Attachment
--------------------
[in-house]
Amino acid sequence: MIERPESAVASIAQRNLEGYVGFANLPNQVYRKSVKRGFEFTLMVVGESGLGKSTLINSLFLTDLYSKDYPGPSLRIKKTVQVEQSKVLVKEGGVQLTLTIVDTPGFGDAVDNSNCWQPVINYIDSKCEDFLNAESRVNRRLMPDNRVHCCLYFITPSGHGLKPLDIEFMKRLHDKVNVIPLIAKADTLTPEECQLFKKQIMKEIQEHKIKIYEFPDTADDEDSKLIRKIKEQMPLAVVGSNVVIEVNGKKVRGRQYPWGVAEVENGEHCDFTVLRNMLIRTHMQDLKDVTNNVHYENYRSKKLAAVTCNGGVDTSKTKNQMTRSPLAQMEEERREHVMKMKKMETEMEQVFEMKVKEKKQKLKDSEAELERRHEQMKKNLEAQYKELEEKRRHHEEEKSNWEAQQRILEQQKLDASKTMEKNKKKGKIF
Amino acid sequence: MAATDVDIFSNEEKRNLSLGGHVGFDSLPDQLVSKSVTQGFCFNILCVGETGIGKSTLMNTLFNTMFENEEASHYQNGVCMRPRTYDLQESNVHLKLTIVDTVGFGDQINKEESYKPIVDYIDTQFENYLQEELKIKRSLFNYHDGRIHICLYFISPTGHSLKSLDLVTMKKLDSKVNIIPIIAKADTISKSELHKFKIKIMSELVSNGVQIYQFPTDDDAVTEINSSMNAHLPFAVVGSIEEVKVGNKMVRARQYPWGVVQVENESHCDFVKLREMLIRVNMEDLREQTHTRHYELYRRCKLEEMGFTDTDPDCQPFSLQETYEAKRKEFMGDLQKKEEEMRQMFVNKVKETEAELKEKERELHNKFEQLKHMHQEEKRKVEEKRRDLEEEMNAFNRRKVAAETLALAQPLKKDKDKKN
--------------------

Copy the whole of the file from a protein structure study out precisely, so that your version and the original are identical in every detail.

[in-house]
Amino acid sequence: MIERPESAVASIAQRNLEGYVGFANLPNQVYRKSVKRGFEFTLMVVGESGLGKSTLINSLFLTDLYSKDYPGPSLRIKKTVQVEQSKVLVKEGGVQLTLTIVDTPGFGDAVDNSNCWQPVINYIDSKCEDFLNAESRVNRRLMPDNRVHCCLYFITPSGHGLKPLDIEFMKRLHDKVNVIPLIAKADTLTPEECQLFKKQIMKEIQEHKIKIYEFPDTADDEDSKLIRKIKEQMPLAVVGSNVVIEVNGKKVRGRQYPWGVAEVENGEHCDFTVLRNMLIRTHMQDLKDVTNNVHYENYRSKKLAAVTCNGGVDTSKTKNQMTRSPLAQMEEERREHVMKMKKMETEMEQVFEMKVKEKKQKLKDSEAELERRHEQMKKNLEAQYKELEEKRRHHEEEKSNWEAQQRILEQQKLDASKTMEKNKKKGKIF
Amino acid sequence: MAATDVDIFSNEEKRNLSLGGHVGFDSLPDQLVSKSVTQGFCFNILCVGETGIGKSTLMNTLFNTMFENEEASHYQNGVCMRPRTYDLQESNVHLKLTIVDTVGFGDQINKEESYKPIVDYIDTQFENYLQEELKIKRSLFNYHDGRIHICLYFISPTGHSLKSLDLVTMKKLDSKVNIIPIIAKADTISKSELHKFKIKIMSELVSNGVQIYQFPTDDDAVTEINSSMNAHLPFAVVGSIEEVKVGNKMVRARQYPWGVVQVENESHCDFVKLREMLIRVNMEDLREQTHTRHYELYRRCKLEEMGFTDTDPDCQPFSLQETYEAKRKEFMGDLQKKEEEMRQMFVNKVKETEAELKEKERELHNKFEQLKHMHQEEKRKVEEKRRDLEEEMNAFNRRKVAAETLALAQPLKKDKDKKN